HomePod 2 vs. Sonos Era 300

  • Apple HomePod (2nd generation)

    For Apple fans

    Apple’s second-generation HomePod packs in quite a punch in audio quality, but its feature set makes it an ideal choice only for those firmly entrenched in Apple’s device ecosystem. 


    • Unobtrusive design
    • Seamless integration with iPhone, iPad, and Apple TV
    • Expansive, room-filling sound stage

    • Only works with Apple devices
    • Limited support for streaming services

  • Sonos Era 300

    Sonos Era 300

    Flexible and versatile

    The Era 300 introduces Dolby Atmos support to Sonos’ line of music-focused speakers while delivering accurate and warm sound that can easily fill an entire room. At $449, it’s pricier than most speakers in its class, but it makes up for it with unparalleled versatility. 


    • Accurate, room-filling sound from every direction
    • Support for all major streaming services
    • Offers Bluetooth, Line-in, and AirPlay 2

    • Expensive
    • Line-in adapter sold separately


The Sonos Era 300 is a fascinating new flagship entry from the well-known home audio company. It builds on a solid foundation of some of Sonos’ best products of the past while not being a direct successor to any of them. Although it fits into the space previously occupied by the Sonos Play:3, it’s a new product in its own right, particularly with the introduction of Dolby Atmos support targeted at delivering a spatial audio experience for music listening.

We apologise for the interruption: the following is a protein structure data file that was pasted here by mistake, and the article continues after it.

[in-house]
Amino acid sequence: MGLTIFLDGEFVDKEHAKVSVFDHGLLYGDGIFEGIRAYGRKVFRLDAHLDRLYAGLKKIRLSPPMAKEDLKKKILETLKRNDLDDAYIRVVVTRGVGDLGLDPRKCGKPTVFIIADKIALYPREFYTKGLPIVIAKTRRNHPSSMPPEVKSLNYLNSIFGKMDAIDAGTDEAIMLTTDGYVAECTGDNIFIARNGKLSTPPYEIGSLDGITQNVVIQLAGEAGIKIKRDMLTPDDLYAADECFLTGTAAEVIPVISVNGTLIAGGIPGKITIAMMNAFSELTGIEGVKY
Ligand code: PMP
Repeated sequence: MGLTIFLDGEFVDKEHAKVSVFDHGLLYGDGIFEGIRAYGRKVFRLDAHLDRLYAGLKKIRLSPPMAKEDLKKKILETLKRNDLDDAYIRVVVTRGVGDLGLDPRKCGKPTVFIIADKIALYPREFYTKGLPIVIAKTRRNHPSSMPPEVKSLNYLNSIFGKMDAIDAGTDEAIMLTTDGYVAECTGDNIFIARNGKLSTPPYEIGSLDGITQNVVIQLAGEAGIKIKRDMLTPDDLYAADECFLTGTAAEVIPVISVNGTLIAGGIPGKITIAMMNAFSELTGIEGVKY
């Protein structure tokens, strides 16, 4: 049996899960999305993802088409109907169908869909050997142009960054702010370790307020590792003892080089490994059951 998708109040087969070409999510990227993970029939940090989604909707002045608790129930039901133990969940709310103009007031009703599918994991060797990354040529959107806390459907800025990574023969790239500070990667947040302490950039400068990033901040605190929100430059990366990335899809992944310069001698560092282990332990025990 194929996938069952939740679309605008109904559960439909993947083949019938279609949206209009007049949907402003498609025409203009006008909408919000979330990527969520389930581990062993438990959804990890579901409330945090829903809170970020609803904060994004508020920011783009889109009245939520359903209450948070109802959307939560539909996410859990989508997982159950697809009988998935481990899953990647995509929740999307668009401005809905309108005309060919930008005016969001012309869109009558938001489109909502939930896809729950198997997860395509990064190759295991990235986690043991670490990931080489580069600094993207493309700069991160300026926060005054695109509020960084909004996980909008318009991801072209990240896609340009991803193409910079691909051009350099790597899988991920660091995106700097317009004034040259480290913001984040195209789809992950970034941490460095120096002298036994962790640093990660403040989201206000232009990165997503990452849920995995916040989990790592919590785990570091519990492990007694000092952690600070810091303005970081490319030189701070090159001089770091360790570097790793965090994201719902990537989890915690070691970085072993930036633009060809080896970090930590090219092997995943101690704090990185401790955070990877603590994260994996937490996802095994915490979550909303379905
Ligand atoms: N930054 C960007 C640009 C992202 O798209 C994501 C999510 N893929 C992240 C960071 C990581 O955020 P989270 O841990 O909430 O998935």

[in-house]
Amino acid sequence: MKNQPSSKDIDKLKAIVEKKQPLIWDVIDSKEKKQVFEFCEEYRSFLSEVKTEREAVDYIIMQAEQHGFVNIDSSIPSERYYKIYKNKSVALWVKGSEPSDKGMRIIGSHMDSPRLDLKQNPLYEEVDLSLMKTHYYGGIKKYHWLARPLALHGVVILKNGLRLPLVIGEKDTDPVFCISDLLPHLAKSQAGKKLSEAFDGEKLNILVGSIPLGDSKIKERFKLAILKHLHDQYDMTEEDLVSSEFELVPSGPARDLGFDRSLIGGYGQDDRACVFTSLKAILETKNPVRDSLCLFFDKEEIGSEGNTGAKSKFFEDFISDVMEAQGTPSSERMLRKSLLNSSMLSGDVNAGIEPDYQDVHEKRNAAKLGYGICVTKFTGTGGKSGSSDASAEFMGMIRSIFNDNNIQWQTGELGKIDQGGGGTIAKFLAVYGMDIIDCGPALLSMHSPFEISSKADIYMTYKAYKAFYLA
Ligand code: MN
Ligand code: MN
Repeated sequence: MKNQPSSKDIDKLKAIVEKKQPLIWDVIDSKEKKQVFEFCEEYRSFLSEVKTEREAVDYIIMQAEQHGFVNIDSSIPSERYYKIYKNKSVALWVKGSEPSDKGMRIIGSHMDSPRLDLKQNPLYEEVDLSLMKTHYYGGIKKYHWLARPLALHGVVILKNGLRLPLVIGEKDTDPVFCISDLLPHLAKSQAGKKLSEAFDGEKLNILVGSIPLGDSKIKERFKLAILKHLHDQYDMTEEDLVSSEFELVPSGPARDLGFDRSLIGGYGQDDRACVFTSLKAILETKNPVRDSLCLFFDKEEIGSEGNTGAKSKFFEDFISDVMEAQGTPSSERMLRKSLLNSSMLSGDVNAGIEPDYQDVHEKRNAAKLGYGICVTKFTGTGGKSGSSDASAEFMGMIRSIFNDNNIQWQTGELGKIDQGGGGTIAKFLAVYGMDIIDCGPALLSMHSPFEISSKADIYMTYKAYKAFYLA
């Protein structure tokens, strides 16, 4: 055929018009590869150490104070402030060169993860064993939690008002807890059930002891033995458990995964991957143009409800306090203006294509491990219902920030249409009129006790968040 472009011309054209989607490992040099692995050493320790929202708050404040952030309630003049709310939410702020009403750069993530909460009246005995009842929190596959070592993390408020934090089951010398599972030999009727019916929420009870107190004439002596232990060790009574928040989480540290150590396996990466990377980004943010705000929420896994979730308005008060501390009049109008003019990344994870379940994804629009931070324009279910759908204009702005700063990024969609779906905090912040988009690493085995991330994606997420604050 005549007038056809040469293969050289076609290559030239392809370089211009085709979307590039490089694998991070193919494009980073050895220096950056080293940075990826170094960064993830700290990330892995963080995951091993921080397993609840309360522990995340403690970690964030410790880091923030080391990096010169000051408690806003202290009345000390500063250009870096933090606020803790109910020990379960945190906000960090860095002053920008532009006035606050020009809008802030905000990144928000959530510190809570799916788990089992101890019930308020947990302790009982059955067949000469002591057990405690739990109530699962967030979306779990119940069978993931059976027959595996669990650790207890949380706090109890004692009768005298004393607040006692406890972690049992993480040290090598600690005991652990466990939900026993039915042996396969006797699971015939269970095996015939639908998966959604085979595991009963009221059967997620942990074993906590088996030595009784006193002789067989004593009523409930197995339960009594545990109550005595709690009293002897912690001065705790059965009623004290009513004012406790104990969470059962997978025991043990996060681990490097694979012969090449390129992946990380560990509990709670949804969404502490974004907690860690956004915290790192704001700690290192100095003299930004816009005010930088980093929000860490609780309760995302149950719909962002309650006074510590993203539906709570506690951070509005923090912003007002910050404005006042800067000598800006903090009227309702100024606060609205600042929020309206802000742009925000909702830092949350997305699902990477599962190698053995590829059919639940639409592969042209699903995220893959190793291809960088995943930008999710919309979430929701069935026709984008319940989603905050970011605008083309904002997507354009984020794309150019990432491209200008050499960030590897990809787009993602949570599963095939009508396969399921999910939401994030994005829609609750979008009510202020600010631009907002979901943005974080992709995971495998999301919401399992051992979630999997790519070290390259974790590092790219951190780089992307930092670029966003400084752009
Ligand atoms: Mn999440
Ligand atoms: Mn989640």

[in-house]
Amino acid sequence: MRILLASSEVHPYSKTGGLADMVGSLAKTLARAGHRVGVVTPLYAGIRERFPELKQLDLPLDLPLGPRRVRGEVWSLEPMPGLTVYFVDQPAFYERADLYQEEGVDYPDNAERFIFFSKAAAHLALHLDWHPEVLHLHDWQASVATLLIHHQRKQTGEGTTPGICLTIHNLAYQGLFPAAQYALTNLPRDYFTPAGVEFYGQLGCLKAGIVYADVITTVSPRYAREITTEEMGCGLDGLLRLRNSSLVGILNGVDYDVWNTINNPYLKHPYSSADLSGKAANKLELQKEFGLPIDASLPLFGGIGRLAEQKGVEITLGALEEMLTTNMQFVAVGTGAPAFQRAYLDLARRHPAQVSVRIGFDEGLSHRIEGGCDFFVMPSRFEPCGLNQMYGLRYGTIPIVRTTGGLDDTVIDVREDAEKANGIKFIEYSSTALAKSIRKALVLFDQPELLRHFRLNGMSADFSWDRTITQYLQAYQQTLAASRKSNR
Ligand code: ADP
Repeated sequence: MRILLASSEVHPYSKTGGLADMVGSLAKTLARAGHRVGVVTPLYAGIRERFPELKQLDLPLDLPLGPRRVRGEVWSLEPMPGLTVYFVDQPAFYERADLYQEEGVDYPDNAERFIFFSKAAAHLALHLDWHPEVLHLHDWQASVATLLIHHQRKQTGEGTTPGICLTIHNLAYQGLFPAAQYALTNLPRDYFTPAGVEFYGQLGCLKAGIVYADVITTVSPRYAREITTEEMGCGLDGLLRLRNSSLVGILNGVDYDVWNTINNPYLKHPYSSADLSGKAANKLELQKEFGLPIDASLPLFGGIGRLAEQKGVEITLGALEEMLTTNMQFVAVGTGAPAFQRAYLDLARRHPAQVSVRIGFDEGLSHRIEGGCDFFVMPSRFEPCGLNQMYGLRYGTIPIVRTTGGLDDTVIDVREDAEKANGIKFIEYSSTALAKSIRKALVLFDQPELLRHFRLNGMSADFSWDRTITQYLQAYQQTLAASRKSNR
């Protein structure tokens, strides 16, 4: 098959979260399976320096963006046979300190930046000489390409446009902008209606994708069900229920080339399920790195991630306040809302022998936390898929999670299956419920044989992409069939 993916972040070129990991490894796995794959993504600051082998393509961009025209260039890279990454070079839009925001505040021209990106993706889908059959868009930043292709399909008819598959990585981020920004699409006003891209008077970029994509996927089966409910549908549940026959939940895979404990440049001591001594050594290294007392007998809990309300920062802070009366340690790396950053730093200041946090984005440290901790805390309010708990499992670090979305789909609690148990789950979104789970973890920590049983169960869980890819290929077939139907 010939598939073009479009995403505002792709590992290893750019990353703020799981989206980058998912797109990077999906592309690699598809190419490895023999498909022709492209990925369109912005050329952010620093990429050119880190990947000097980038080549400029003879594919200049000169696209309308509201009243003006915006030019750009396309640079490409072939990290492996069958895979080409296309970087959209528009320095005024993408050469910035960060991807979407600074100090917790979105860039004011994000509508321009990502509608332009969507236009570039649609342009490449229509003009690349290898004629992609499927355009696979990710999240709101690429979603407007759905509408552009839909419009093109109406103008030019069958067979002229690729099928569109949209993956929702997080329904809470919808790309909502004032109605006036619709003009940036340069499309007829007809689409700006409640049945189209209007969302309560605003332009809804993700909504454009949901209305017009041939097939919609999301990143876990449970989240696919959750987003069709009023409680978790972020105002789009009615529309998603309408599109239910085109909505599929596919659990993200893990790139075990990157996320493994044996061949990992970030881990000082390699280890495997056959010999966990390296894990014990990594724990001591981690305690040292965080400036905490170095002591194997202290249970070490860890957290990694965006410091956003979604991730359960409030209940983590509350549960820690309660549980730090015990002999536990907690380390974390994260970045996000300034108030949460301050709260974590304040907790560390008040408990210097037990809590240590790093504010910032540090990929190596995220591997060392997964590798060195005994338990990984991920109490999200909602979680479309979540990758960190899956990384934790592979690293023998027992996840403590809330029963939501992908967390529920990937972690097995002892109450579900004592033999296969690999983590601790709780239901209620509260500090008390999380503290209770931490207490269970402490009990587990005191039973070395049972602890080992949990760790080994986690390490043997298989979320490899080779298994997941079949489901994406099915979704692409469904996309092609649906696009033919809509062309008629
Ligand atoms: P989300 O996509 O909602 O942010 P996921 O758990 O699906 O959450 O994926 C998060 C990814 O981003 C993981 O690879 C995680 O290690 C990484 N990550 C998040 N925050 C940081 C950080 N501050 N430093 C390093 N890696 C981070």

This puts the Era 300 easily in the running as one of the best smart speakers we’ll see this year. Still, folks with a foot in the Apple ecosystem may wonder how it stacks up against Apple’s flagship HomePod, which received an early 2023 reboot after being somewhat bafflingly discontinued two years ago. So let’s see how the latest Apple speaker compares to the Sonos Era 300.

  • Apple HomePod (2nd generation) Sonos Era 300
    Brand Apple Sonos
    Dimensions 6.6 x 5.6 x 5.6″ 6.3″ x 10.24″ x 7.28″
    Connectivity 802.11n Wi-Fi, Bluetooth 5.0, AirPlay 2, Thread Wi-Fi 6, Bluetooth 5.0, USB-C, AirPlay 2
    List Price $299 $449
    Colors Midnight, White Black, White

Price, availability, and specs


Apple’s second-generation HomePod is available from Apple and most major retailers for $299 in White or Midnight. The Sonos Era 300 can be purchased directly from Sonos for $449 and found at other electronics stores. It’s available in Black and White.

Design: Minimalist or powerful


Apple’s newest HomePod retains the minimalist cylindrical design of the original. Apple opted to go with Midnight instead of Space Gray this time around, reflecting a similar shift that began across the rest of its product line in late 2021. However, other than that subtle color change in the darker version, it’s virtually indistinguishable from its predecessor. It has a design that should fit in well just about anywhere in most homes.

A woven fabric encircles the HomePod, extending over the top and bottom edges to leave only a translucent circular disk that provides a subtle status light and hidden touch controls for adjusting volume, pausing playback, or calling up the built-in Siri voice assistant. There are no visible ports or buttons other than the removable power cable.